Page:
A Free Oculus Rift? More Possible Than You Might Think

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Steve Anderson
The Video Store Guy
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A Free Oculus Rift? More Possible Than You Might Think

One of the great policies of economics comes in the form of an acronym. It's called “TANSTAAFL,” and it traces all the way back to the 1930s, though its first appearance is lost to history. Popularized by Robert Heinlein's novel “The Moon is a Harsh Mistress,” it stands for “There Ain't No Such Thing As A Free Lunch,” and implies that getting something for nothing just doesn't happen.

There may not be such a thing as a free lunch, but if Oculus VR CEO Brendan Iribe has his way, there may one day be free Oculus Rift hardware. One of the company's goals, according to Iribe, is to get the price of an Oculus Rift down to the lowest levels possible once it finally gets available for sale.

This is being done to reduce the number of barriers of entry for users and make the target market as broad as possible, even by pulling parts of competitors' markets. This at least resembles a version of a classic marketing strategy known as “market penetration,” in which measures are taken to attract both non-users as well as users of comparable products.

Right now, the Oculus Rift is anything but free, only available as a $300 developer's kit. $300 is also the current target price when the device goes to full retail, so looking for these to come out free any time soon is probably just a pleasant idea that will never actually strike. But that isn't stopping Oculus VR from considering different strategies to reach its goal, even if it may never actually get there.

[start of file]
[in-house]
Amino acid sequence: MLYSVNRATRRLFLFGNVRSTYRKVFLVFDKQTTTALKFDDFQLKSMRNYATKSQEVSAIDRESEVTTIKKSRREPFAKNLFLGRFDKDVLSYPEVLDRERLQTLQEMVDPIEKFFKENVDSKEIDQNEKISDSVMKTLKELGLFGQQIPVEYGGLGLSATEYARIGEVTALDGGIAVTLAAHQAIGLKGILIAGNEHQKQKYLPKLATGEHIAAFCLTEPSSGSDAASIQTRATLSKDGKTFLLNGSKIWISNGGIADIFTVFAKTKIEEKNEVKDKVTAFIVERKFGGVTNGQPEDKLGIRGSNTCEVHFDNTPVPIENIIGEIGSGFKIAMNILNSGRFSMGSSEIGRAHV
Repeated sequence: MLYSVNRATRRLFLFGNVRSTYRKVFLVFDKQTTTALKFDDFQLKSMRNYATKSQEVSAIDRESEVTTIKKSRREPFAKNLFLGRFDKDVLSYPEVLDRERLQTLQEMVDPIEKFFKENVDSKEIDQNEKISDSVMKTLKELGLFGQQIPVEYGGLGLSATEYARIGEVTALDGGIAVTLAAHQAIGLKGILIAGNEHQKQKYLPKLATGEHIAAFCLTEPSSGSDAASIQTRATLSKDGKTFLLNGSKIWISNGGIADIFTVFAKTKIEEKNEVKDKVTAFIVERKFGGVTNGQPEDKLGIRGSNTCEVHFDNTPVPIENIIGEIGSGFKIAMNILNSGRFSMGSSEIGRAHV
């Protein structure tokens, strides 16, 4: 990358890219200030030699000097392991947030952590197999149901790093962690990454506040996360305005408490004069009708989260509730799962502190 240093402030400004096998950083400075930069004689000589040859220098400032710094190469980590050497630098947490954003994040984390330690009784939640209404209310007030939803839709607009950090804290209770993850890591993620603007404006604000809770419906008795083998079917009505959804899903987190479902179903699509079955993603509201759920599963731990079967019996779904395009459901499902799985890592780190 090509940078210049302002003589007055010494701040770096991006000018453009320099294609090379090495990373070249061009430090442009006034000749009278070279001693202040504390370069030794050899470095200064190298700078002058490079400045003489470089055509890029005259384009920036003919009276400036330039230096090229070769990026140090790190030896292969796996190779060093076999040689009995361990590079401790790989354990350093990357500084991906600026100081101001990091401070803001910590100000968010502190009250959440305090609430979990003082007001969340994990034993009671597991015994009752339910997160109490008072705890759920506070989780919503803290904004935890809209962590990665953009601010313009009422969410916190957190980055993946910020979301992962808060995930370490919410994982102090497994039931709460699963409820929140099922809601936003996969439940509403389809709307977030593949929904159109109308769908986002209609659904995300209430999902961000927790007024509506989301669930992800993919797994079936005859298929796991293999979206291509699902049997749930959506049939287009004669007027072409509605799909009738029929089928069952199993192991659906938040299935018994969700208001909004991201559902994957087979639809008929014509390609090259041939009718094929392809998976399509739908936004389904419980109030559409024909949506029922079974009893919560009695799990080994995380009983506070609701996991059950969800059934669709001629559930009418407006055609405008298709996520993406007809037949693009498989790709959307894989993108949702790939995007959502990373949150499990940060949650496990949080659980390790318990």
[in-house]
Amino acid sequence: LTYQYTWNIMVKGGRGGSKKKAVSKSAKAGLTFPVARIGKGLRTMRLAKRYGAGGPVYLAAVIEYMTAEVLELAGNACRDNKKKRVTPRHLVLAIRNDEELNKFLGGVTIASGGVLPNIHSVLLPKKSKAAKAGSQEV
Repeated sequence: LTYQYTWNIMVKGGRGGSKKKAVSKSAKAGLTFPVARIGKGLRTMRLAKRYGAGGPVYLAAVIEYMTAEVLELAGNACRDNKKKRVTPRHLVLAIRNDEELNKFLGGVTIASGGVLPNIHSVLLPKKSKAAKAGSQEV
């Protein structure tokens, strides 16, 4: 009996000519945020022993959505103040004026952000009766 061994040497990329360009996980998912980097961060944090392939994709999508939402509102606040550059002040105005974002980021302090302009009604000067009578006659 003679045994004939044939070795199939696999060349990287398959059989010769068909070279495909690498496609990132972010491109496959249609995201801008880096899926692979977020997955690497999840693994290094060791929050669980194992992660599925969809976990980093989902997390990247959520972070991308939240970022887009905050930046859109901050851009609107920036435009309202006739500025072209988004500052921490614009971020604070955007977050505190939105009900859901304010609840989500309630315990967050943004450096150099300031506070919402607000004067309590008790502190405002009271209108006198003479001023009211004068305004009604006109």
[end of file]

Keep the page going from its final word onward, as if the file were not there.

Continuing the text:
An inexpensive Oculus Rift would doubtless be a treat, and the kind of thing that's a worthwhile goal no matter if it ever hits. Ask the gaming community if it would pay $50 for one, and the answer would likely be an overwhelming yes. Comparable prices to a monitor? Certainly. While $300 might scare away some more frugal gamers, some would certainly be interested, especially given how well the devices have been seen to do so far. Indeed, Oculus VR has plenty of options; consider the idea of approaching hardware makers about bundling and the like. Offering a free Oculus Rift with a laptop might really perk up the buyers who have limited space but still want a big gaming experience. Microsoft would likely enjoy having the Oculus Rift along for the Xbox One, and so too Sony with the PlayStation 4.

Oculus VR has more than enough options to make its dream come true; it only remains to be seen just which of these options will prove to work. Only time will tell just how the Oculus Rift gets to the gaming public, who will likely be overjoyed to see it when it hits.
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